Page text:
Barbados’ Statement At First Permanent Forum Of People Of African Descent

Ambassador and Permanent Representative to the United Nations and other International Organisations in Geneva, Matthew Wilson delivering the statement today. (GP)

On behalf of the Government of Barbados, in its role as Chair of the CARICOM Prime Ministerial Subcommittee on Reparations for Native Genocide and Slavery, we welcome the establishment of the Permanent Forum of People of African Descent and we fully endorse the CARICOM statement delivered by the Bahamas.

What we have collectively launched today is for our ancestors and for our descendants still to come. It is brave. It is necessary. It is a long time coming.

This week, the members of the Permanent Forum, in whom we place our trust, will be guiding the debate through a matrix of uncomfortable truths, structural constraints and challenges; but also shedding a light on the enormous achievements of people of African descent and the promise of things to come. 

In the Caribbean, we have a long history of advocating, articulating and agitating around issues of structural racism, anti-apartheid, and the injustices inherent in post-colonial societies. We have championed the role of the United Nations in recognising and commemorating a difficult history such as through the International Day for the Remembrance of the Slave Trade and its Abolition, and through our unwavering support for the establishment of this Permanent Forum.

In CARICOM, we have placed these issues very high on the Leaders’ agenda. As mentioned, the CARICOM Prime Ministerial Subcommittee on Reparations is chaired by the Prime Minister of Barbados, Mia Amor Mottley, and its core members are: Guyana, Haiti, St. Vincent and the Grenadines and Suriname. There is also the CARICOM Reparations Commission, comprising chairs of national task forces, which reports to that Prime Ministerial body.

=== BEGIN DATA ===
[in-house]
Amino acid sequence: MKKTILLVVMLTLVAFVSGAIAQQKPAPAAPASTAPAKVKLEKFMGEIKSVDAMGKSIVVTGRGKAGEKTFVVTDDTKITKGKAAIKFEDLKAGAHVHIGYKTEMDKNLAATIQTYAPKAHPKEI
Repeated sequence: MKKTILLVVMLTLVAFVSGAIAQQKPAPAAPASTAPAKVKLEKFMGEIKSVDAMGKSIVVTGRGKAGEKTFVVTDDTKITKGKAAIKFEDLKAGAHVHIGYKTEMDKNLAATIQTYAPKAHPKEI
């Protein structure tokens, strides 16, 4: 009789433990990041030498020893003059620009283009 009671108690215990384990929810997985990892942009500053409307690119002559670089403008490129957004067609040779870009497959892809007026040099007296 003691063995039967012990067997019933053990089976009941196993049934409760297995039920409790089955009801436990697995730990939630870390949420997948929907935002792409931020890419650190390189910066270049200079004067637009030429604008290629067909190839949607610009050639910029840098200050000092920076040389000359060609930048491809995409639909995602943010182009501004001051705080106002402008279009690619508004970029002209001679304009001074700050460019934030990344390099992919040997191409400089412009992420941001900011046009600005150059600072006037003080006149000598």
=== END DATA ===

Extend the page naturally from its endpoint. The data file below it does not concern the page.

Through this work, the region has launched a CARICOM 10-point plan for Reparatory Justice. We urge that this also guides the Permanent Commission’s deliberations and informs its output.

The 10-Point Reparation Plan speaks to the need for a: 

  1. Full Formal Apology
  2. A Repatriation and resettlement Programme 
  3. An Indigenous Peoples Development Programme
  4. Development of Cultural Institutions that allow our history and culture to be represented and told
  5. Recognition of the role and impact of enslavement and post-colonial imbalances in Public Health Crises
  6. And on literacy through ensuring Illiteracy Eradication
  7. An African Knowledge Programme to ‘build bridges of belonging’ 
  8. Psychological Rehabilitation
  9. Technology Transfer- and in this current crisis that is not of our making- green technology 
  10. And Debt Cancellation, recognising that the economies in the region have some of the highest debt-to-GDP ratios in the world, partly because of actions and decisions taken by colonial actors in the past and which are persisting today in areas such as lack of access to developmental finance, and discussions around taxation on which we are often at the margins of.

In addition to these areas, we welcome a discussion on how we can prepare the next generation to not only stand bold in the truths of their heritage and history but to be advocates for redressing wrongs and reconstituting rights. Engaging the youth will be critical. 

Finally, we want to thank the Secretariat for their commitment to ensuring this first Permanent Forum has happened and to those countries and agencies that have supported it. We call for the Office of the High Commissioner for Human Rights to ensure the Secretariat of the Permanent Forum is appropriately resourced and for interested and involved countries to also step in and ensure the necessary resources are there for us to have results and solution focused outcomes.  

We look forward to the difficult but necessary discussions over the next four days.

Thank You.

Author: Government of Barbados


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